BERLIN, Dec 15 (Reuters) - Germany’s Christian Democrats (CDU) are considering reforming life insurance regulations to make it more difficult for insurance companies to sell run-off portfolios, weekly news magazine Spiegel reported on Friday.
Many German life insurers sold savings plans with guaranteed interest rates as high as 4 percent in the past and, with current interest rates near zero, are finding it increasingly tough to achieve the returns needed to pay policyholders.
Record-low interest rates, combined with more stringent European capital rules, have prompted some companies to offload life insurance operations.
“We are now exploring a scheme where the insured must agree for their insurance contracts to be sold,” CDU finance expert Anja Karliczek told Spiegel, adding that in offloading policies, insurers were breaching trust towards their clients.
Frank Grund, head of insurance supervision at financial market regulator BaFin warned that many investors currently in the run-off market are overestimating its potential.
Responding to the Spiegel story, one CDU source said the initiative was still at very early stage, and that any concrete steps were a long way off.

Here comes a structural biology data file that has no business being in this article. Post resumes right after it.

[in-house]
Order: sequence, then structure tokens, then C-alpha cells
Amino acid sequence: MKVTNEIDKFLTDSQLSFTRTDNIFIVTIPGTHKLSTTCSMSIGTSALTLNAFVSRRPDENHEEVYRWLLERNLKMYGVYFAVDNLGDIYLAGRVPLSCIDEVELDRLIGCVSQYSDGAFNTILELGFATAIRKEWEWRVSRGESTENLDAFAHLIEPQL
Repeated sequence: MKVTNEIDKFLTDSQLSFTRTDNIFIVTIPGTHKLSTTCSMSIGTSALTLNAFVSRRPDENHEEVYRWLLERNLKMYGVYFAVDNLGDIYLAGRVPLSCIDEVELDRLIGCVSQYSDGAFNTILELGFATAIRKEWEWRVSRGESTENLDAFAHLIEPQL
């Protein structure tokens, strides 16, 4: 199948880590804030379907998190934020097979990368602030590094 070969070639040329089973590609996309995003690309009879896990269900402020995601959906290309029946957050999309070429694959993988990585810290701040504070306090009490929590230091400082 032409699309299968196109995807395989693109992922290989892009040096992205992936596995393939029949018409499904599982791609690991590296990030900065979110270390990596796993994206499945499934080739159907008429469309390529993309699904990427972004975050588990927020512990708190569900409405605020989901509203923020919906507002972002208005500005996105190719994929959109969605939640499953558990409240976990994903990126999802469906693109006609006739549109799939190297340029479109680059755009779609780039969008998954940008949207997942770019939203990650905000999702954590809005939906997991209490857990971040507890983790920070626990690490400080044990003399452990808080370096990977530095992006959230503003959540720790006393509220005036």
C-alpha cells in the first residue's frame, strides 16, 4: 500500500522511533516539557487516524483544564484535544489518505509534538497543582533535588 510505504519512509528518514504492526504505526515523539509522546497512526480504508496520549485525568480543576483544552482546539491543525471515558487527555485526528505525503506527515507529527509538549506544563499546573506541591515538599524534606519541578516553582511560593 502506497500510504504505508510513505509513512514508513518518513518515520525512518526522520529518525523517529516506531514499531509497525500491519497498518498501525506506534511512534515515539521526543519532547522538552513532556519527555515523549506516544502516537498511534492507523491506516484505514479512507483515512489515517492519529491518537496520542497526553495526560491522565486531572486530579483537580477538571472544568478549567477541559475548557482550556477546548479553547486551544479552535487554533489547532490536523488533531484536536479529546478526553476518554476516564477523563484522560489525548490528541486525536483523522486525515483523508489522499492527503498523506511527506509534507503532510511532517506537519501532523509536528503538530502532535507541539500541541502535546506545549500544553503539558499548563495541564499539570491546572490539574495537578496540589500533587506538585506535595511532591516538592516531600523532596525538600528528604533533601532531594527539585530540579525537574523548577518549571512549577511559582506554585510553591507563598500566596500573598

CDU deputy leader Ralph Brinkhaus said last month that the party no longer wanted to allow the sale of unprofitable insurance policies from one company to another.
“Unfortunately, we are noticing that more and more run-offs are being discussed: what no longer yields sufficient returns in life insurance, should be repelled,” Brinkhaus said.
The Berlin-based German Insurance Association (GDV) said the proposed regulations would interfere with entrepreneurial freedom of decision and would make restructuring virtually impossible.
“Further legal regulation is not necessary. For the consolidation or transfer of life insurance is already subject to strict regulations and controls by BaFin,” the GDV said in a statement.
The association said insurance contracts may only be transferred to other life insurance companies that are subject to German law. (Reporting by Riham Alkousaa; Editing by Douglas Busvine and David Evans)